"The underwater apocalypse of the zombie". That's why Joe Gaydos (UC) wildlife singer in California describes the "disease of the sea star disease," from Mexico to Alaska, with more than 20 species from 20 species dead. Nowadays, new research by Gaydos and colleagues have a lot of bad news: star-star star disease (Pycnopodia helianthoids) Kelp in the woods is a fundamental predator, all of us the toughest. This temporary species has disappeared from its origins, and consequently the emptiness of the waves after being called home by ecosystems. Likewise, the team found a disturbing connection between the harsh temperatures and the severity of the occurrence, so that climate change could increase future sea epidemics.
"These are shocking," said UC Santa Cruz marine environmentalist Mark Carr. "This is not just a reduction of the population, that is to lose a key species of more than thousands of kilometers. We have never seen such a thing."
Wasted seas star disease from a "weird look", "horror movie", only a few days. White lasions appear and expand into the melting tissue wall. Types fall and crawled. In the end, sea-stars disintegrate the mule that disintegrates the flesh.
Scientists have not yet identified the pathogen responsible for the disease. Research suggests that blame is a virus, but this is still unknown. Like the Western coast was like it did in the preceding decades, but no one had such a deadly area. Out of the 20 species caused by the unexpected, laboratories demonstrated that most of the sunflower strain could be exposed.
Underground, 24 star freezer soldiers capture the kelp forest like wild predators. As one of the main predators of vertebrates that maintains equilibrium in outer forest ecosystems. There is no control, the sea urchins can cut kelp forests. The sunrise star was underwater, but since the disappearances and urchins after the bombs, Northern California lost more than 90% of its kelp forests, according to the Fish and Wildlife Department.
The loss of kelp forests has left other famines, homes or dead. In December of 2018, he went to California to prohibit fishing gulliesHaliotis rufescens) After surveys, when molecules consumed kelp molds, death died starving. They are more challenging to quantify fish impacts, but Carr's kelp forests are essential not just as food but also as a habitat, especially for young fish that flee from predators.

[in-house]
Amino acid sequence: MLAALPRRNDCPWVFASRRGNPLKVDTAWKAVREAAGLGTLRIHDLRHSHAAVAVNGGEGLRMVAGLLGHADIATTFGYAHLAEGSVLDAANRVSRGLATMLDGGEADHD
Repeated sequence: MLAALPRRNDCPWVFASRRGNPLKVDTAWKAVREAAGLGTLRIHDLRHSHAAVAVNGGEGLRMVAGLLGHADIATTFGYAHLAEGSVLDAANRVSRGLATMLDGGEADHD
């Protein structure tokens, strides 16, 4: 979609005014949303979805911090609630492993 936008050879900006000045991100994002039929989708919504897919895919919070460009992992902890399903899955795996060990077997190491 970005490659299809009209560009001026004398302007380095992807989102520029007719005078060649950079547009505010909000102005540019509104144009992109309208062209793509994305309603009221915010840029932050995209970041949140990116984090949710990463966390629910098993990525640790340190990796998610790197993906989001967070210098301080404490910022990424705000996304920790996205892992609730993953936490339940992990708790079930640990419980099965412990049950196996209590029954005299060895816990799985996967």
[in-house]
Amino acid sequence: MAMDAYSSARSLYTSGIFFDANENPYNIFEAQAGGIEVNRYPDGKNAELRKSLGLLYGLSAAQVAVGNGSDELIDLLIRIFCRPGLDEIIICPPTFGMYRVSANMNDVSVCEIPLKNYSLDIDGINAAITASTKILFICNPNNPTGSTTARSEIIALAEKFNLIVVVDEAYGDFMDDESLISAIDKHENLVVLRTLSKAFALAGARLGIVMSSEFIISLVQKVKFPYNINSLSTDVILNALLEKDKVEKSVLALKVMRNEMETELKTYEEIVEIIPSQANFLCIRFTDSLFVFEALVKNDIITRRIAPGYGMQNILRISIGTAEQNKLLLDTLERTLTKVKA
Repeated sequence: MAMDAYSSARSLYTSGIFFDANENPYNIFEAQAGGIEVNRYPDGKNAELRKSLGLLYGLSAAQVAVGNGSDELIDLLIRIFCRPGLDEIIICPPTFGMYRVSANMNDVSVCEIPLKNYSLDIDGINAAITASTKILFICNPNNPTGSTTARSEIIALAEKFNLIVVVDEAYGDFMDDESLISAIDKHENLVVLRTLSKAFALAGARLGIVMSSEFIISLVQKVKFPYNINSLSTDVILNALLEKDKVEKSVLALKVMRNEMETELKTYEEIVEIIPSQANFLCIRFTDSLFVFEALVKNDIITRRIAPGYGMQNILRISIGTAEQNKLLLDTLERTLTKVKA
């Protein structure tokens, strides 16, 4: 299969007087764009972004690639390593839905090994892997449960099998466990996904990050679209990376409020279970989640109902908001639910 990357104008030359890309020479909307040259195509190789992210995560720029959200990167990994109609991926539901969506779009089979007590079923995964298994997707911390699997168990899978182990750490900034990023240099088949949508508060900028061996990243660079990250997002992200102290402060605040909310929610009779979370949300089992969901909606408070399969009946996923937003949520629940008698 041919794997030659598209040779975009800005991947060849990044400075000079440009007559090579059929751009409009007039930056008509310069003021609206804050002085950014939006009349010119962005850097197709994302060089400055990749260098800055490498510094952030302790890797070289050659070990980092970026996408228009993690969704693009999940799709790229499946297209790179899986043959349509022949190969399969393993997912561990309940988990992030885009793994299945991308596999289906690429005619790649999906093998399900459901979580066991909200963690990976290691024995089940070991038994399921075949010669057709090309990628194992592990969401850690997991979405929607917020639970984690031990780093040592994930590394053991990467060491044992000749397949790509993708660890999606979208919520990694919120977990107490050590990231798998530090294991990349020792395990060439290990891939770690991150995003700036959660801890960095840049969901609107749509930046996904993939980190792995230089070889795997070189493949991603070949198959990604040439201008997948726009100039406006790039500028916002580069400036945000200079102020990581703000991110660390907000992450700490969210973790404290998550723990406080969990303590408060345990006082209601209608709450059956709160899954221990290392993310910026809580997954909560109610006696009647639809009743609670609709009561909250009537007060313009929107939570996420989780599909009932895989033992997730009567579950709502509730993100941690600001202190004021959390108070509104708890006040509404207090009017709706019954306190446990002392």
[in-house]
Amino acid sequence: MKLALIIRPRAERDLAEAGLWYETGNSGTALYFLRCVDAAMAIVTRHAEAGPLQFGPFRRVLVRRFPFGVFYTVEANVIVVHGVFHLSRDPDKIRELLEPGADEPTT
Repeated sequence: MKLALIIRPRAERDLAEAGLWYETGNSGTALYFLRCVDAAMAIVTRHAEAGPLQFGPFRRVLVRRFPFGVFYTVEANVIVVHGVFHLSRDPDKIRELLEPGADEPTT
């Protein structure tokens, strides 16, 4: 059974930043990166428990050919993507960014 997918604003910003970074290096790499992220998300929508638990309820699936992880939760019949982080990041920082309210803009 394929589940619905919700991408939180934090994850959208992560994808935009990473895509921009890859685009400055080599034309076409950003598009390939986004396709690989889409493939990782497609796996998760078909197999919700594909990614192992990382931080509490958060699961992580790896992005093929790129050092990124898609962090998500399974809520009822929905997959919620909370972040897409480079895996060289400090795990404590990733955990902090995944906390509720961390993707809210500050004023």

To investigate the impact of starfish on a star in the sun, Gayronden Drew Harvell, a member of the Marine Harbor Environmental School at Cornwall University, Friday Harbor, Washington and other groups, has looked at countless star counters who have practically spent about 11,000 deep water. 9000 bottom fishing surveys in deep water. Hundreds of scientists were trained to identify and register the presence of sunflower stars and underwater surveys conducted by the Navy and the National Atmospheric Administration (NOAA) traces on the ships, systematically dragging the sea from the sea to the bottom of the sea. biodiversity
These data sets covered a decade before the collapse of seawater stars and covered more than 3000 kilometers of coastline. Deepwater and in-depth surveys show steady populations, following the large drops in star eclipses, reducing by about 60% in 2013, reducing by 100%. Scientific advances.
"Many people would have to protect the star stars in deep water, where we could not tell them," says Steve Lonhart, a non-researcher at the NOAA forest ecology in Monterey, California. "We had hoped that they were hiding there-research shows that hope was the will."
The loss of sea star disease also reveals that the waters of the California coastline were the hottest months of 2014, 2015 and 2016, according to the NOAA climate research NATO Mantua. If we have a connection between water temperature and disease, the researchers compared the sea temperatures over the hours and locations of the surveys that cover the decline of the sun's star. Their studies found that there was an abnormally warm water due to high mortal deaths and places.
Mantua is co-author of the 2018 paper American Meteorology Association Newsletter Climate change has played a great role in the warming of coastal waters in California from 2014 to 2016. Climate forecast shows that temperatures in the 2050s will be noticeable.
"These outbreaks are very sensitive. In the lab, the starfish soon became ill and hotter faster," says Harvelle. "The warming ocean can cause infectious diseases like this."
Northern California forest kelp forests will hardly recover the sea urchins unless their plagues or their natural predators are recovered. Harvell believes that an astonishing sunflower should consider adding to the List of Endangered Species Species and a formal recovery plan.
"I am now worried about reading this paper," says Lonhart. "We are looking at the disappearance of a common species that was only 5 years old."